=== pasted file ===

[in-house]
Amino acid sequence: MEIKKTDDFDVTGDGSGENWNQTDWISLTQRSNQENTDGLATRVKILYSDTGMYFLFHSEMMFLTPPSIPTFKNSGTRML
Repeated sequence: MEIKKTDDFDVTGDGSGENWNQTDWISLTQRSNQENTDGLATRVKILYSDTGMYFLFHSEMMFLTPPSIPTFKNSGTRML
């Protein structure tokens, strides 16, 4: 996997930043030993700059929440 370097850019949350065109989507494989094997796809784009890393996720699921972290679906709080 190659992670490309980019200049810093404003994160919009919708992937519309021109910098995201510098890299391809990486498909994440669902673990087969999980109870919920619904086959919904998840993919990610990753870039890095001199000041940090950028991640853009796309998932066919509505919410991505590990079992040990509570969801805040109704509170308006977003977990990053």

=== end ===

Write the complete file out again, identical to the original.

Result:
[in-house]
Amino acid sequence: MEIKKTDDFDVTGDGSGENWNQTDWISLTQRSNQENTDGLATRVKILYSDTGMYFLFHSEMMFLTPPSIPTFKNSGTRML
Repeated sequence: MEIKKTDDFDVTGDGSGENWNQTDWISLTQRSNQENTDGLATRVKILYSDTGMYFLFHSEMMFLTPPSIPTFKNSGTRML
């Protein structure tokens, strides 16, 4: 996997930043030993700059929440 370097850019949350065109989507494989094997796809784009890393996720699921972290679906709080 190659992670490309980019200049810093404003994160919009919708992937519309021109910098995201510098890299391809990486498909994440669902673990087969999980109870919920619904086959919904998840993919990610990753870039890095001199000041940090950028991640853009796309998932066919509505919410991505590990079992040990509570969801805040109704509170308006977003977990990053």